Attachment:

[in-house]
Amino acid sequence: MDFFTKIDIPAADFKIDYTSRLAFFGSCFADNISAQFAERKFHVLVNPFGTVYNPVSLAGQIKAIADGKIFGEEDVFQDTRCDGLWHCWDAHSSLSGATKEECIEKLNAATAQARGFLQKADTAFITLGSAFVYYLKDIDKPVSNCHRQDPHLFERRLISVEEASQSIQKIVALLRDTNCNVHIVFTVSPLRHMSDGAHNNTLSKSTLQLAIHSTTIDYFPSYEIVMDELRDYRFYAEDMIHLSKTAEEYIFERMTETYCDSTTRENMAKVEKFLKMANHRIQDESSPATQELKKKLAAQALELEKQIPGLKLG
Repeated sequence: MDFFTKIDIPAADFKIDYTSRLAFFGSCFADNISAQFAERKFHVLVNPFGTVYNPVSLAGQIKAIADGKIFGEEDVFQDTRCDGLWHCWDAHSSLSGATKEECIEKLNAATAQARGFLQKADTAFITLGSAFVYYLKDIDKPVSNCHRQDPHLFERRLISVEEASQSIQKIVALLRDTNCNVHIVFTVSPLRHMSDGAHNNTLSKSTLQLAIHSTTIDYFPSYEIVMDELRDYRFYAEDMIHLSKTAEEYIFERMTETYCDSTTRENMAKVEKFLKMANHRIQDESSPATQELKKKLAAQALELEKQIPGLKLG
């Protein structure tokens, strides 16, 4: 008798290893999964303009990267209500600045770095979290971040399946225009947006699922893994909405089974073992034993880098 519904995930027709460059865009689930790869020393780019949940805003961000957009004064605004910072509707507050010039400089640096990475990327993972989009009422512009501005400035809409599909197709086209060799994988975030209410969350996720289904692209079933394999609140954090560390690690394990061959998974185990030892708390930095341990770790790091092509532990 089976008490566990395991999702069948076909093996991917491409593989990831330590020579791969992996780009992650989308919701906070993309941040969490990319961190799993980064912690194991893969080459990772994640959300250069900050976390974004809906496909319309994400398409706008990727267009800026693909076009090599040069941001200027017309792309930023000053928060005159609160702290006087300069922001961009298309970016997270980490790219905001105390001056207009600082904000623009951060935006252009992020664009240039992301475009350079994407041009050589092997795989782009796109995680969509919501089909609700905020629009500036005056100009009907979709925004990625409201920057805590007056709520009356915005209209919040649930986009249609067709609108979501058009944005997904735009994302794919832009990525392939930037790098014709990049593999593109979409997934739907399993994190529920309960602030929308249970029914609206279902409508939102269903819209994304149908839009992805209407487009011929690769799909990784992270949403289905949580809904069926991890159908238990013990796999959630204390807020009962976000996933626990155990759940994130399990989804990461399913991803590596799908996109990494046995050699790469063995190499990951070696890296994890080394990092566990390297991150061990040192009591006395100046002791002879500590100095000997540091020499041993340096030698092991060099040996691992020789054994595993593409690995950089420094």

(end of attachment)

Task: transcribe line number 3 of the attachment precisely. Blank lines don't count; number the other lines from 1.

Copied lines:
Repeated sequence: MDFFTKIDIPAADFKIDYTSRLAFFGSCFADNISAQFAERKFHVLVNPFGTVYNPVSLAGQIKAIADGKIFGEEDVFQDTRCDGLWHCWDAHSSLSGATKEECIEKLNAATAQARGFLQKADTAFITLGSAFVYYLKDIDKPVSNCHRQDPHLFERRLISVEEASQSIQKIVALLRDTNCNVHIVFTVSPLRHMSDGAHNNTLSKSTLQLAIHSTTIDYFPSYEIVMDELRDYRFYAEDMIHLSKTAEEYIFERMTETYCDSTTRENMAKVEKFLKMANHRIQDESSPATQELKKKLAAQALELEKQIPGLKLG